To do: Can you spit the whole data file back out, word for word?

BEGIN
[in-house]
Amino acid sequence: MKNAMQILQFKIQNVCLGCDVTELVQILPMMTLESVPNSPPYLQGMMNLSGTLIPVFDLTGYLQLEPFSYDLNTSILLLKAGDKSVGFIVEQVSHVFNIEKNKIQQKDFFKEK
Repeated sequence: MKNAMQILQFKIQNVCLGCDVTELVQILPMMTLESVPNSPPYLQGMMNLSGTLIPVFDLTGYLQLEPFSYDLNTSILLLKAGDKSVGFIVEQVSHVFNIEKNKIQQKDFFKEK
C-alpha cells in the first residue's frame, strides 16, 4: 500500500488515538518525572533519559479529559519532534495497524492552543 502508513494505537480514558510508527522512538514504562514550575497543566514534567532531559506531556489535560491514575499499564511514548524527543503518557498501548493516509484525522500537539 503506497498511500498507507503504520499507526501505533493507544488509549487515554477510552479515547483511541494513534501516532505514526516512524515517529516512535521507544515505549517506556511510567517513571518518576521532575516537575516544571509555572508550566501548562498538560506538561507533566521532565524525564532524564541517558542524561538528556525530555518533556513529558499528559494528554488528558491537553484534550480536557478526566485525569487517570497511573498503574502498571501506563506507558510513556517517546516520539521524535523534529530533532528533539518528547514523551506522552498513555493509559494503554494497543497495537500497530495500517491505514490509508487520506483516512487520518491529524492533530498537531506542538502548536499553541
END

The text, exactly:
[in-house]
Amino acid sequence: MKNAMQILQFKIQNVCLGCDVTELVQILPMMTLESVPNSPPYLQGMMNLSGTLIPVFDLTGYLQLEPFSYDLNTSILLLKAGDKSVGFIVEQVSHVFNIEKNKIQQKDFFKEK
Repeated sequence: MKNAMQILQFKIQNVCLGCDVTELVQILPMMTLESVPNSPPYLQGMMNLSGTLIPVFDLTGYLQLEPFSYDLNTSILLLKAGDKSVGFIVEQVSHVFNIEKNKIQQKDFFKEK
C-alpha cells in the first residue's frame, strides 16, 4: 500500500488515538518525572533519559479529559519532534495497524492552543 502508513494505537480514558510508527522512538514504562514550575497543566514534567532531559506531556489535560491514575499499564511514548524527543503518557498501548493516509484525522500537539 503506497498511500498507507503504520499507526501505533493507544488509549487515554477510552479515547483511541494513534501516532505514526516512524515517529516512535521507544515505549517506556511510567517513571518518576521532575516537575516544571509555572508550566501548562498538560506538561507533566521532565524525564532524564541517558542524561538528556525530555518533556513529558499528559494528554488528558491537553484534550480536557478526566485525569487517570497511573498503574502498571501506563506507558510513556517517546516520539521524535523534529530533532528533539518528547514523551506522552498513555493509559494503554494497543497495537500497530495500517491505514490509508487520506483516512487520518491529524492533530498537531506542538502548536499553541